For many in the military, leave is a chance for them to disconnect and relax. However, it does not mean that their skills and ability to assess a situation get turned off.
Plane With An Emergency
Captain Mike Gongol was a B1-B Lancer pilot on his way to Colorado to see his family on a Boeing 737. As they were flying, he noticed that the engine was idling, then the plane dipped and drifted right.
Clearly, something was wrong. There was a nurse, Linda Alweiss, on the plane too. When she went into the cockpit, the pilot was slumped over. The flight attendants asked if there was a doctor on the plane and asked the passengers to remain seated.
The next time the attendants came over the intercom, they asked for a “non-revenue pilot.” That’s when Gongol realized the pilot was the likely patient.
With the first officer being the only other pilot, Gongol’s expertise was needed. Gongol “looked to his wife as she gave him a nod, and Gongol pressed his button and headed toward the flight deck.”
However, Gongol flew a very different type of plane than the Boeing 737. Every aspect was different from weight to crew and even thrust. So he decided it was best to step in as the first officer.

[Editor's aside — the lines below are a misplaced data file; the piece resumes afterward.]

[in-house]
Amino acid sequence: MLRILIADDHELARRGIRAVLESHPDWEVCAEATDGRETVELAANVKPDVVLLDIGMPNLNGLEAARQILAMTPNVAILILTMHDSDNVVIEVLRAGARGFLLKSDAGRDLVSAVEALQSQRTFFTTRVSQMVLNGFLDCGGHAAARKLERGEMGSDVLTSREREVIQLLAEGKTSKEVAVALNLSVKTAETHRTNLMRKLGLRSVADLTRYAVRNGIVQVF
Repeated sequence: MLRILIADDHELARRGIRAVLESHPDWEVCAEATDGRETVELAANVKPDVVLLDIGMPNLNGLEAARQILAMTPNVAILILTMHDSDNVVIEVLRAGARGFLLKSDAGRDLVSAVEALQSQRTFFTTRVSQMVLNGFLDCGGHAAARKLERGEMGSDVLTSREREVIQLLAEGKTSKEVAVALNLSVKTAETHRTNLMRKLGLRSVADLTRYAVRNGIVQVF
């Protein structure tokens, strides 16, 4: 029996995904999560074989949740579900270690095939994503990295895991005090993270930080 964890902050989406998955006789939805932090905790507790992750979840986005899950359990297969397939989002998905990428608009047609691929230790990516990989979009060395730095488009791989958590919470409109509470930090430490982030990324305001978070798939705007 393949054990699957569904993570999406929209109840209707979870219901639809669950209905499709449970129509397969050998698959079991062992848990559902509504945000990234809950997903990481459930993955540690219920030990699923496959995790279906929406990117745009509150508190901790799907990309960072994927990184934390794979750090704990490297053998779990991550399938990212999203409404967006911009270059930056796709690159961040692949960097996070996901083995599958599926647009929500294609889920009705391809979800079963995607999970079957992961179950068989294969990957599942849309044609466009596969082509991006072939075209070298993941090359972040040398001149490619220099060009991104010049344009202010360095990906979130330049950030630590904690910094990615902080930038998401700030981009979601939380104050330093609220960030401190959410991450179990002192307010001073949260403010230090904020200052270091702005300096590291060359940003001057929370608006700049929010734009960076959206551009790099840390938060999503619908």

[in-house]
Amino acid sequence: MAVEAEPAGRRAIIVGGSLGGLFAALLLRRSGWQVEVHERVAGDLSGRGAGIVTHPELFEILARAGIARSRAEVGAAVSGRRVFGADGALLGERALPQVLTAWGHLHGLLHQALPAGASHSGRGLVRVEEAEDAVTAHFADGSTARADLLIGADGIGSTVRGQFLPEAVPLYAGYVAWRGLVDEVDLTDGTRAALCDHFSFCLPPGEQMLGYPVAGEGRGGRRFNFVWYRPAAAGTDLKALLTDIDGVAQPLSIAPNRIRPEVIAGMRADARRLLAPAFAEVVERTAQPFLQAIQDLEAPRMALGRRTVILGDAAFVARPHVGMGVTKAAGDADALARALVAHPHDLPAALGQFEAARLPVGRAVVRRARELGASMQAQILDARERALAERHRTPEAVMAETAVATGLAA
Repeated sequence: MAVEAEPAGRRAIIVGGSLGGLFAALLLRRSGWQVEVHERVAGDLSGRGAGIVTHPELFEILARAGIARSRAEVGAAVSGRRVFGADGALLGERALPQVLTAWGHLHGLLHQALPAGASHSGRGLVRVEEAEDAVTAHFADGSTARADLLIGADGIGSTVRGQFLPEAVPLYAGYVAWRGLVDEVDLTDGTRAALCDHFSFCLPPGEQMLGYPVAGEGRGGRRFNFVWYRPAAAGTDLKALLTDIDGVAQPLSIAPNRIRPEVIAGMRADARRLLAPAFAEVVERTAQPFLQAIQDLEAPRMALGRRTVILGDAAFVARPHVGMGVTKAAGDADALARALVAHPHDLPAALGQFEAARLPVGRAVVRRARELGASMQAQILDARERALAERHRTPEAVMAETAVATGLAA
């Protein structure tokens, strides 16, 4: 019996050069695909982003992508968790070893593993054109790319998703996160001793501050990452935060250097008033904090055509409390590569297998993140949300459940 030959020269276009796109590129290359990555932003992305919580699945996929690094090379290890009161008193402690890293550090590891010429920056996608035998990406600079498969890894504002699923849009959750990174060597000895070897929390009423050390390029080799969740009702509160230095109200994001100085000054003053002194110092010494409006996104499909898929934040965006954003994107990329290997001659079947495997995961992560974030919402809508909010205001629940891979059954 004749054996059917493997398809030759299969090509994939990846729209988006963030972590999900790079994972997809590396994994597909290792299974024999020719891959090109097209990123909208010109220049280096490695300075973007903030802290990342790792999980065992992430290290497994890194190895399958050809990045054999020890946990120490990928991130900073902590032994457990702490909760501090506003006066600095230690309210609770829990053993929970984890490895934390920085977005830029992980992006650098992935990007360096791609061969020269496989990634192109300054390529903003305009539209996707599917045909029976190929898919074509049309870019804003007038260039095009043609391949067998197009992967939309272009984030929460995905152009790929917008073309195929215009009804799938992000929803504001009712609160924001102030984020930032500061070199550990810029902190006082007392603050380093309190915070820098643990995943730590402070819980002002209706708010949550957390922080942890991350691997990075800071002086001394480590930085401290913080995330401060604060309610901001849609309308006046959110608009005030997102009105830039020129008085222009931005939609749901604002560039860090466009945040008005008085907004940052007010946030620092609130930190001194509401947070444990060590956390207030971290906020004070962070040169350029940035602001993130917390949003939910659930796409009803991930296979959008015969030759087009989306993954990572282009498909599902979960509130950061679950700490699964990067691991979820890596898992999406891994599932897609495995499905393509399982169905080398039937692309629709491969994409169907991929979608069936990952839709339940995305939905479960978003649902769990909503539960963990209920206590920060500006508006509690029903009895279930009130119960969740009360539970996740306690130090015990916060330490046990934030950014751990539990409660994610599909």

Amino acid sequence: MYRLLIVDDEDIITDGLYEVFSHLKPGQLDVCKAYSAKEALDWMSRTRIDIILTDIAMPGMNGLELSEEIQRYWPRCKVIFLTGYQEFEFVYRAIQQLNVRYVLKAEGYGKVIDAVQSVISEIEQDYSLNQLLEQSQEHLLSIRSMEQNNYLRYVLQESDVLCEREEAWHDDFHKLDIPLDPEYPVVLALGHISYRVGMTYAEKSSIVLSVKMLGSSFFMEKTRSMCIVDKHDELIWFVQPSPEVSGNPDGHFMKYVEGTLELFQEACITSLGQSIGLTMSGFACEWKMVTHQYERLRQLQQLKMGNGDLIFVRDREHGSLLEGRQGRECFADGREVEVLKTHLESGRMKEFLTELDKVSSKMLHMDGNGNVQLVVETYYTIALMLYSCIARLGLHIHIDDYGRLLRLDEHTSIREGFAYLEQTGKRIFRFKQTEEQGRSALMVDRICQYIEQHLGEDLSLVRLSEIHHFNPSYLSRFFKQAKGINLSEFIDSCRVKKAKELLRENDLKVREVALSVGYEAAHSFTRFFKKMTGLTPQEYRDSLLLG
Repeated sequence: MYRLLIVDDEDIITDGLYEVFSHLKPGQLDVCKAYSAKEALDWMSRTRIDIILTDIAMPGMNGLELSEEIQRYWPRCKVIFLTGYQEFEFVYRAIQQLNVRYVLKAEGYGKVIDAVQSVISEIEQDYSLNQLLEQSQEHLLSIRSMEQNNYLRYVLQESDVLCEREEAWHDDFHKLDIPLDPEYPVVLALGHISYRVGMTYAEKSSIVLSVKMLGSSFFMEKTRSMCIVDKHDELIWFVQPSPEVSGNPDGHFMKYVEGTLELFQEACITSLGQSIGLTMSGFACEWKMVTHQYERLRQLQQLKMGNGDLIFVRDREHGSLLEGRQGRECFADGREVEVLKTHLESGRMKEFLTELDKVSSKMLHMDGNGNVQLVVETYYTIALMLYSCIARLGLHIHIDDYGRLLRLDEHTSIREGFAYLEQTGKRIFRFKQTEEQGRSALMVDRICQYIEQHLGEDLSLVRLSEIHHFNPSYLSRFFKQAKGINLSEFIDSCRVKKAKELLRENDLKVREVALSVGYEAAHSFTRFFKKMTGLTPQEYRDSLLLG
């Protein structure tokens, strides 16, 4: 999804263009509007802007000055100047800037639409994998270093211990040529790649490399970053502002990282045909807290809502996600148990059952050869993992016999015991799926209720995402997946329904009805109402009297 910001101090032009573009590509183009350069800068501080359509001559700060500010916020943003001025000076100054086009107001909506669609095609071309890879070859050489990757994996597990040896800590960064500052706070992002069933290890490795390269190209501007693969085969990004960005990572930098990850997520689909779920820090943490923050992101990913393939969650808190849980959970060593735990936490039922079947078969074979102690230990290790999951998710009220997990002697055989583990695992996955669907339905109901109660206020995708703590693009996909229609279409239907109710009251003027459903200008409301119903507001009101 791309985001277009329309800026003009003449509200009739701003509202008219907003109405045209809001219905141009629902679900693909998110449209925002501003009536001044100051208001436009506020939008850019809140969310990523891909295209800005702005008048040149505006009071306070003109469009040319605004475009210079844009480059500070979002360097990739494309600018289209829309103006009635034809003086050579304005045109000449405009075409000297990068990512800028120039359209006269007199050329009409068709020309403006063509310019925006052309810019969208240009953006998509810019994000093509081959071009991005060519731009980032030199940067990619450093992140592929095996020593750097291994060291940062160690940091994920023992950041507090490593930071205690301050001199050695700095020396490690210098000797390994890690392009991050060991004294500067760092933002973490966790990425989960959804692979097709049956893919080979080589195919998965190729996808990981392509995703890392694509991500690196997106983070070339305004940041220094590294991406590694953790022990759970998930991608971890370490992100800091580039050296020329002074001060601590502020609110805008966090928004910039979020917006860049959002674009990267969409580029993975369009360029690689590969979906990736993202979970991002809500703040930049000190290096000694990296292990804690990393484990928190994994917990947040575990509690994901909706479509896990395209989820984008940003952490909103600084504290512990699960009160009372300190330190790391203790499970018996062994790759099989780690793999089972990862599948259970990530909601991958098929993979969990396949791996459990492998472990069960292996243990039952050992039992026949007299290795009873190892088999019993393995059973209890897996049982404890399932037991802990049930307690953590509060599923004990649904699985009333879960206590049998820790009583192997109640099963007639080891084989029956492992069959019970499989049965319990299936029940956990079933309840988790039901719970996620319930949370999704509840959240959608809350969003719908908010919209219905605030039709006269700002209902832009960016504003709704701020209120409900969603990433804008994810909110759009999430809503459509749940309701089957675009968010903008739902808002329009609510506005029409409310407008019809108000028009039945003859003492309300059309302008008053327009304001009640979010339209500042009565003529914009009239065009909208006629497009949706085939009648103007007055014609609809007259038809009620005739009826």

Gongol proceeded to be the now pilot’s second set of eyes, double-checking the checklists and watching for anything that could go wrong. He said to Air Force Space Command, “She was calm, but you could tell she was a little stressed, who wouldn’t be.”
He let her take the lead up to their landing in Omaha. She had never landed at the airport before and was a little unsure.
But, Gongol had landed there multiple times while he was training. He talked the first officer through the landing. Thankfully, with Gongols help the pilot, crew, and passengers, a total of 157 people all survived the flight.